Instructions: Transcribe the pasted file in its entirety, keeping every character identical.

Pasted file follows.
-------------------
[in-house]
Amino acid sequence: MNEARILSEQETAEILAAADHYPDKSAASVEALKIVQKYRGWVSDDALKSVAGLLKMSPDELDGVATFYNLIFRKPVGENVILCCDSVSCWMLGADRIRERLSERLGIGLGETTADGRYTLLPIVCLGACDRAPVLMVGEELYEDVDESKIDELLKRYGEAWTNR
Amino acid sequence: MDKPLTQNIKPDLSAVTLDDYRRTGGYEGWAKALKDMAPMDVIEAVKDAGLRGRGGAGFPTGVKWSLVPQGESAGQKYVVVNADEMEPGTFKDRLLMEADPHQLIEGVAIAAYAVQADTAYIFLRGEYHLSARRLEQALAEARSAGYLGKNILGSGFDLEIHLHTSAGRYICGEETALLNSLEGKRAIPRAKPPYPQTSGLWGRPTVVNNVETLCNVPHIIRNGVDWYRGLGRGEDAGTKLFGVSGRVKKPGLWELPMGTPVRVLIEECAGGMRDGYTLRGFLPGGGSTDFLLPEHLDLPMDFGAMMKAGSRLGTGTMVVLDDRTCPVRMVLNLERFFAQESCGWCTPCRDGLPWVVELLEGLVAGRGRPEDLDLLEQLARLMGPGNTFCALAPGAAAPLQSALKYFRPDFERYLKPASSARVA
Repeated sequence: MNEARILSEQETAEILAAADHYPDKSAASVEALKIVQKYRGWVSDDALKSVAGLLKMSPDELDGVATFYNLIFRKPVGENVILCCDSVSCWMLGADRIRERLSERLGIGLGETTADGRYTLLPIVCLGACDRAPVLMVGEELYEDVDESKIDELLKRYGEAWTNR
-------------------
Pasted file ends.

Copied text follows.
[in-house]
Amino acid sequence: MNEARILSEQETAEILAAADHYPDKSAASVEALKIVQKYRGWVSDDALKSVAGLLKMSPDELDGVATFYNLIFRKPVGENVILCCDSVSCWMLGADRIRERLSERLGIGLGETTADGRYTLLPIVCLGACDRAPVLMVGEELYEDVDESKIDELLKRYGEAWTNR
Amino acid sequence: MDKPLTQNIKPDLSAVTLDDYRRTGGYEGWAKALKDMAPMDVIEAVKDAGLRGRGGAGFPTGVKWSLVPQGESAGQKYVVVNADEMEPGTFKDRLLMEADPHQLIEGVAIAAYAVQADTAYIFLRGEYHLSARRLEQALAEARSAGYLGKNILGSGFDLEIHLHTSAGRYICGEETALLNSLEGKRAIPRAKPPYPQTSGLWGRPTVVNNVETLCNVPHIIRNGVDWYRGLGRGEDAGTKLFGVSGRVKKPGLWELPMGTPVRVLIEECAGGMRDGYTLRGFLPGGGSTDFLLPEHLDLPMDFGAMMKAGSRLGTGTMVVLDDRTCPVRMVLNLERFFAQESCGWCTPCRDGLPWVVELLEGLVAGRGRPEDLDLLEQLARLMGPGNTFCALAPGAAAPLQSALKYFRPDFERYLKPASSARVA
Repeated sequence: MNEARILSEQETAEILAAADHYPDKSAASVEALKIVQKYRGWVSDDALKSVAGLLKMSPDELDGVATFYNLIFRKPVGENVILCCDSVSCWMLGADRIRERLSERLGIGLGETTADGRYTLLPIVCLGACDRAPVLMVGEELYEDVDESKIDELLKRYGEAWTNR